Air China Boeing 737 flight from Hong Kong to Dalian plunged 10,000 feet and oxygen masks were deployed
Air China flight made emergency descent 'due to co-pilot smoking'
An emergency descent by an Air China aircraft after cabin oxygen levels dropped has been linked to a co-pilot smoking an e-cigarette, China's aviation regulator said on Friday.
The Boeing 737 aircraft was flying to Dalian from Hong Kong when it dropped 10,000 feet with oxygen masks deployed. Then it climbed again to continue to its destination.
"In the preliminary investigation, the co-pilot was found to be smoking an e-cigarette," state-owned China News said, citing a news conference by the Civil Aviation Administration of China (CAAC) investigating Tuesday's incident.
"Smoke diffused into the passenger cabin and relevant air conditioning components were wrongly shut off, without notifying the captain, which resulted in insufficient oxygen," Qiao Yibin, an official of the regulator's aviation safety office, said.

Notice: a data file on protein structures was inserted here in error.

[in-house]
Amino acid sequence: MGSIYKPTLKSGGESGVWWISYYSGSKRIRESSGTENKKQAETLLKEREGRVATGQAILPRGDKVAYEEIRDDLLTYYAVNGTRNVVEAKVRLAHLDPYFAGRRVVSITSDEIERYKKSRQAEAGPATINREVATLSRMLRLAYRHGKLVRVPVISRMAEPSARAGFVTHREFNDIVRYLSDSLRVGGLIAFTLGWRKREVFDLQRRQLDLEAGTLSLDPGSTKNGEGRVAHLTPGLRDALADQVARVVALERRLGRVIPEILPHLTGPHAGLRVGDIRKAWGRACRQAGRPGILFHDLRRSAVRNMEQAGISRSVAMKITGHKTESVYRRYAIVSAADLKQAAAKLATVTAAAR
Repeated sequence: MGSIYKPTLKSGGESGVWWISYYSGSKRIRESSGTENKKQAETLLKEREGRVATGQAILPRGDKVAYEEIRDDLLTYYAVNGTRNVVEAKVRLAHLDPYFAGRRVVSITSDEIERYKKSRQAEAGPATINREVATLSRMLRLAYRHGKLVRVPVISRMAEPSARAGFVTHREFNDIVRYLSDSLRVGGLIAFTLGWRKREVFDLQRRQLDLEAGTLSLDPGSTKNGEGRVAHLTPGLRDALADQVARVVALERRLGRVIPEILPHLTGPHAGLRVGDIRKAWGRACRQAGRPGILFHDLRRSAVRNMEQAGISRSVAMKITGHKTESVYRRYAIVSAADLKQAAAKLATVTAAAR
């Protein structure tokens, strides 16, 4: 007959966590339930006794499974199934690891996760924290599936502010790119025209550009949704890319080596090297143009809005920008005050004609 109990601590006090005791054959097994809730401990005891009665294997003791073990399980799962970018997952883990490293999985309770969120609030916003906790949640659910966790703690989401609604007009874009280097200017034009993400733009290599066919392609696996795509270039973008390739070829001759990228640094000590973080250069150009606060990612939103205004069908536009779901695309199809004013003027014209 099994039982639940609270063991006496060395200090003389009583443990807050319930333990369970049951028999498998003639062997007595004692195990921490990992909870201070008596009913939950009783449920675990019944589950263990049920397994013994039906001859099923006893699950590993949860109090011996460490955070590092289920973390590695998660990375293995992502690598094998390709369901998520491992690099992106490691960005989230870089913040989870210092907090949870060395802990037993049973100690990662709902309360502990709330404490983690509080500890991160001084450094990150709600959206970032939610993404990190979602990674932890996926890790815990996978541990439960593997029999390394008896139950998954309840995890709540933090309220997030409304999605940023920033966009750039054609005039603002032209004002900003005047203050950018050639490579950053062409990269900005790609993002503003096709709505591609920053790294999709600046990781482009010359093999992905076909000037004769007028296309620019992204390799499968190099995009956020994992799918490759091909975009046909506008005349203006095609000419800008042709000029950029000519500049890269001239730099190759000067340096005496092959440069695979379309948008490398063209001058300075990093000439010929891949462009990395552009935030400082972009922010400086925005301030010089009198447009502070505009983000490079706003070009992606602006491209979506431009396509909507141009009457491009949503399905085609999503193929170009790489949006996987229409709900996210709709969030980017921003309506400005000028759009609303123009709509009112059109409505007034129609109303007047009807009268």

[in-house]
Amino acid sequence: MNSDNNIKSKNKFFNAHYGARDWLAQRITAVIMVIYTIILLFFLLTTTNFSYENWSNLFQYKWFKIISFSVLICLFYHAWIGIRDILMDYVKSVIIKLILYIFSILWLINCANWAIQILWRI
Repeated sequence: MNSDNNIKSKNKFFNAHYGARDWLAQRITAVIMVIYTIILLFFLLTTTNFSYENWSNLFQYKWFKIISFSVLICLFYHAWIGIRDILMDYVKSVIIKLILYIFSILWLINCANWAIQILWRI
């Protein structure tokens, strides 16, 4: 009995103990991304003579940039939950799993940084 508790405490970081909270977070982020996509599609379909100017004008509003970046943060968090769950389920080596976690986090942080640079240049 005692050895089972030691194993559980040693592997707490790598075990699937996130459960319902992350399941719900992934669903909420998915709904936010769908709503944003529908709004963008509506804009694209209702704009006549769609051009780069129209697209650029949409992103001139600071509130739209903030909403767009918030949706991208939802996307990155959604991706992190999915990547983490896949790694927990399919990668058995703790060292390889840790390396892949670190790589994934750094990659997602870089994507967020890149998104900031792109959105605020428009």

China News added that the co-pilot had shut off the air conditioning units. That triggered an alarm, prompting the crew to perform an emergency pressure relief procedure.
The crew realised the problem after the descent and restored the air conditioning, allowing cabin pressure to return to normal, Mr Qiao said.
The CAAC said the investigation is still ongoing and was analysing the aircraft's flight data recorder and cockpit voice recorder.
Air China did not immediately respond to requests for comment. It vowed a "zero tolerance" approach towards wrongdoing by any crew, on its official account on China's Weibo platform on Wednesday.
The incident featured heavily on Chinese social media on Friday, with some commentators demanding harsh punishment and revocation of the pilot's flight license.
China's aviation regulations, which bar flight crew from "smoking on all phases of operation", also banned passengers from using e-cigarettes on flights in 2006.
Users of online airline forums have occasionally accused pilots of smoking during flights, however.
In 2015, government-run China National Radio said four passengers on an Air China flight from Hong Kong to Beijing smelt strong smoke emitted from the cabin.
In 2016, the United States prohibited the use of e-cigarettes on commercial flights.